Home maintenance in the winter usually takes a back seat to keeping up with snow removal. Anyone who lives in an area that gets as much snow as we do in the Twin Cities knows how beautiful it is as it falls but how painful it can be to shovel. Before you go out this next snowfall to tackle the blanket coating your walkways, patios, and driveways keep these tips in mind.
Choosing the right shovel can make clearing snow easier and less painful. Choose a shovel with either an adjustable handle, one that’s ergonomically curved or one with both options.
Stretch and Warm Up
Just like any other exercise, you need to get your body ready. Try running in place and stretching your muscles out.
Instead of lifting the snow, push it whenever possible.
Sometimes, there’s no choice but to lift the snow. These tips will help you prevent hurting yourself in the process.
- Keep your hips and shoulders square as you face the snow you need to move.
- Instead of using your back to lift, then bend your knees to get lower, and let your leg muscles take the weight.
- Don’t move huge amounts of snow at once. Instead, shovel smaller chunks of snow and move them instead.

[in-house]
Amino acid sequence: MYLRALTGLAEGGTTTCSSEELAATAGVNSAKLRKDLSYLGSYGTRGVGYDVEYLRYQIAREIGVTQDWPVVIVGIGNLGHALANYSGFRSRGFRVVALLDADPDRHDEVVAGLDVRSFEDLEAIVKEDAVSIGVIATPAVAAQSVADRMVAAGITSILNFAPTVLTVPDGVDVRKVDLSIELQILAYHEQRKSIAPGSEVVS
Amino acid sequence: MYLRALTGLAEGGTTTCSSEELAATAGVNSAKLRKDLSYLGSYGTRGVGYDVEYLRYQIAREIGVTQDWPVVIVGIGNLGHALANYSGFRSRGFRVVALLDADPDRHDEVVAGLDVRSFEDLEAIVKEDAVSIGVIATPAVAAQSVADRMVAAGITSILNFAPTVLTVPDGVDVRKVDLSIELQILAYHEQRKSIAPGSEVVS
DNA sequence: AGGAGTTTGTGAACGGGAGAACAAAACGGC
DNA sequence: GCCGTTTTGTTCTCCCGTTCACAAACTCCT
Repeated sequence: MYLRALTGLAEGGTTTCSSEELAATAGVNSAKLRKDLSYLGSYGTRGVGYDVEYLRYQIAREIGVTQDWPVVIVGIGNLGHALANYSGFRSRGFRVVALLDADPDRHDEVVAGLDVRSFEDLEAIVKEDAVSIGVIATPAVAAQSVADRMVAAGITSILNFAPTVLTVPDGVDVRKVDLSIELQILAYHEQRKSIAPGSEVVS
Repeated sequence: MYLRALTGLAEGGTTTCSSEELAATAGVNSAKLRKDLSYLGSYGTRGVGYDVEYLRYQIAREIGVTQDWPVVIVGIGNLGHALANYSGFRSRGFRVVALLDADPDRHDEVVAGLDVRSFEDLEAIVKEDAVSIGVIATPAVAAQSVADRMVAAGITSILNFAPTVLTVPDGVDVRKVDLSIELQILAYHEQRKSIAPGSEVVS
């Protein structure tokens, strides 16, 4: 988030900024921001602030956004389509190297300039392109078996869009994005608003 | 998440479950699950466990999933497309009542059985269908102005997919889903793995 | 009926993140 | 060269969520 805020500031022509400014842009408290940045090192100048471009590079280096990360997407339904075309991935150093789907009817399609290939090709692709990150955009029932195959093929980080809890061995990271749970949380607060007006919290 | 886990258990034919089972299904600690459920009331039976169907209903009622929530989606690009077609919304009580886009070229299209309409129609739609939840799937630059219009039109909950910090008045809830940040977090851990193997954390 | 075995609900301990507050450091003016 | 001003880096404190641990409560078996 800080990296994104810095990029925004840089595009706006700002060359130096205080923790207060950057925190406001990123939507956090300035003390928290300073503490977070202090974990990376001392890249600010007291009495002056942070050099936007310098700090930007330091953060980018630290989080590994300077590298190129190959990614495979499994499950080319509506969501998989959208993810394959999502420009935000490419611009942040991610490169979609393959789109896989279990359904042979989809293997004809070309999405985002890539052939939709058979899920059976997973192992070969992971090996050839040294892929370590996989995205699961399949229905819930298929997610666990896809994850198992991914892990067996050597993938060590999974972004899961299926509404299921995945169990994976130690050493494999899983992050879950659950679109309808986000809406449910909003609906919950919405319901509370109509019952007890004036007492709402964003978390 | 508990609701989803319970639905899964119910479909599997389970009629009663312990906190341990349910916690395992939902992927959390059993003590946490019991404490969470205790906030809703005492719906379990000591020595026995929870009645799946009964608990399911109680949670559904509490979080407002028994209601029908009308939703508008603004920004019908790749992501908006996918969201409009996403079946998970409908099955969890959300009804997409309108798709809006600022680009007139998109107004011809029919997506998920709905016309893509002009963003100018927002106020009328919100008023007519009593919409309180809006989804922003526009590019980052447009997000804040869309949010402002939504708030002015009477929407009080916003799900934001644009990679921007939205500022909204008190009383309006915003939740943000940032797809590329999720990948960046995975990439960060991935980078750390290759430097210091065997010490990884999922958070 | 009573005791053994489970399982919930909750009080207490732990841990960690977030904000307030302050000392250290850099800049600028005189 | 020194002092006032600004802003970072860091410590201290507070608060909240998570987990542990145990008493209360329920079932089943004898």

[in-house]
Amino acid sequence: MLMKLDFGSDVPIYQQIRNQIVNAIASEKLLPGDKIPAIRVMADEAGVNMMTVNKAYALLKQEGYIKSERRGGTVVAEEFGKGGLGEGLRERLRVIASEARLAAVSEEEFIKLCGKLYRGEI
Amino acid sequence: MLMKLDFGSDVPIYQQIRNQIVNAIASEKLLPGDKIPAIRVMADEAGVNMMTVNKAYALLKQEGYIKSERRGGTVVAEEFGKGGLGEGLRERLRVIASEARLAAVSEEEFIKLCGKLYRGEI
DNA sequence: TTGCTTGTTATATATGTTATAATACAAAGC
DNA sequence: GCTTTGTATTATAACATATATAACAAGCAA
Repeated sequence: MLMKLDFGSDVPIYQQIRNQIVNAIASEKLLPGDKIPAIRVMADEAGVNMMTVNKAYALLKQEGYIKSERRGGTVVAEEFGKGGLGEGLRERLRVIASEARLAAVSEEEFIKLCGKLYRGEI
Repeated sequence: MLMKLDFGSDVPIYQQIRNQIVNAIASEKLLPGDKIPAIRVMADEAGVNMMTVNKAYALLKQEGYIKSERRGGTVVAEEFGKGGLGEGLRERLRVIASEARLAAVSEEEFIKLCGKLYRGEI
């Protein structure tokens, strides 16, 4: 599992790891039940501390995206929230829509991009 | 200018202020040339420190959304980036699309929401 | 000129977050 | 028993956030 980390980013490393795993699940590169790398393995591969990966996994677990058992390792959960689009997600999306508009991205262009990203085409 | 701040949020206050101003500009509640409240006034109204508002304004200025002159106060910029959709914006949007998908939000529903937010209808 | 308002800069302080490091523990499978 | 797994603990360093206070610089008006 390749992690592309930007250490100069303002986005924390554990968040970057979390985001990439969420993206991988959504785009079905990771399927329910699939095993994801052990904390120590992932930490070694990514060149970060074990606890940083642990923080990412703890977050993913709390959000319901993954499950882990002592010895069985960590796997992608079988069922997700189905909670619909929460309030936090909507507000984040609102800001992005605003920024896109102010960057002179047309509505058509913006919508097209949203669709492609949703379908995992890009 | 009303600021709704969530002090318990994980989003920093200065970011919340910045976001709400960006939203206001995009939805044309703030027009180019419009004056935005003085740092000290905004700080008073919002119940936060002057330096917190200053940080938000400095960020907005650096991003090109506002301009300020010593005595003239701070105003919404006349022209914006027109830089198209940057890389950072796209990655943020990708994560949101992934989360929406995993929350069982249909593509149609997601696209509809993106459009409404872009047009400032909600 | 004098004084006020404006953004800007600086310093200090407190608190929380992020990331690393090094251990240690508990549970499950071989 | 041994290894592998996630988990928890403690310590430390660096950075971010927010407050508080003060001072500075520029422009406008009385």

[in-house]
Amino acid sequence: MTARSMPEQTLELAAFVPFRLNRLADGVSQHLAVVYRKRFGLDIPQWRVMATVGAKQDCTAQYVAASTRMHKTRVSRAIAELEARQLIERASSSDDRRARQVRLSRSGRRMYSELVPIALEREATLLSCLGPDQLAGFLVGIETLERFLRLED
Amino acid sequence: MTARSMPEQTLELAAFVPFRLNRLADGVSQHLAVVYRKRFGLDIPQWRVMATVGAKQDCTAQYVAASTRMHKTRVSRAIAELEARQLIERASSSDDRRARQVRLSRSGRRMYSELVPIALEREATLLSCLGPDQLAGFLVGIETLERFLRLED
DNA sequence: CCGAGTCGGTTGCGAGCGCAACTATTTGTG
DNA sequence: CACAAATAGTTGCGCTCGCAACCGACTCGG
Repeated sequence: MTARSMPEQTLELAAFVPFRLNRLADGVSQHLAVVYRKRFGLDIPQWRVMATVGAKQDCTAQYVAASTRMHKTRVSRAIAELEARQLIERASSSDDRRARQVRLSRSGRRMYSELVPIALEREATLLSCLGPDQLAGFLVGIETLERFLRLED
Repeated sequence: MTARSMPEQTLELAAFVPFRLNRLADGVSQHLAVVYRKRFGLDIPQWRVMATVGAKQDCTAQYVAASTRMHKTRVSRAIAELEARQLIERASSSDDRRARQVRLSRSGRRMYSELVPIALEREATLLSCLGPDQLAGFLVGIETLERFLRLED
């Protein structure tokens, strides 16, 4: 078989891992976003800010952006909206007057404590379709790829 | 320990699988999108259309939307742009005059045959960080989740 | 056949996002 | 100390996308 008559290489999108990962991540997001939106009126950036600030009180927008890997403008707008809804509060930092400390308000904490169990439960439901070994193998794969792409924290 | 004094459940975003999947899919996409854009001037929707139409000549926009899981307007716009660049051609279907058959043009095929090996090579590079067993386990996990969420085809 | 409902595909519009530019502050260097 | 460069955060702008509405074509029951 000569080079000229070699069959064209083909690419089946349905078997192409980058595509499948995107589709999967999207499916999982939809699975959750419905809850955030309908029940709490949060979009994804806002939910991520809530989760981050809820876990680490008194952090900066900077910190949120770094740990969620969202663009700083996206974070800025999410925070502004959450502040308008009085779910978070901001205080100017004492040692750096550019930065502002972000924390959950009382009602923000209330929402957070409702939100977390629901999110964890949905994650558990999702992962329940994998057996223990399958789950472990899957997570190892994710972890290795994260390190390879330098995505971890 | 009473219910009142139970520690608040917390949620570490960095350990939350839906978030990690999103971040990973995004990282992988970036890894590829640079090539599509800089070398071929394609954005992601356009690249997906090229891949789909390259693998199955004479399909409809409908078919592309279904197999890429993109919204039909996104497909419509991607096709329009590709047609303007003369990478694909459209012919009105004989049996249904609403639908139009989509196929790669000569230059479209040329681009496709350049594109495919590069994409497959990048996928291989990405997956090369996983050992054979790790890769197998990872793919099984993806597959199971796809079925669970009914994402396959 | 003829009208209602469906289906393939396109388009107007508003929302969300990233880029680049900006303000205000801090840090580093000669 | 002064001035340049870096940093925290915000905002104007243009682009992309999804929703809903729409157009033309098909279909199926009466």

- Rather than of tossing the snow or stretching to deposit it, walk over to the area to deposit it. Be careful about tossing shovels-full of snow around windows; that snow could hide an ice ball or rock that could cause damage.
- When you need to throw the snow, step in the direction you’re tossing it and keep your feet facing in the direction the snow needs to go. Don’t twist your body to do so.
In addition to these tips, remember to take frequent breaks whenever you need them. Working fifteen minutes at a time is usually a good policy. During those breaks, stretch your back, shoulders and arms. Don’t forget to take regular drinks water. Although it’s cold, you still need to stay well hydrated.
In cases of long snowstorms, it’s better to shove early on in the storm, and often.
When you shovel mindfully, you’ll spend less time in pain and more time enjoying the season.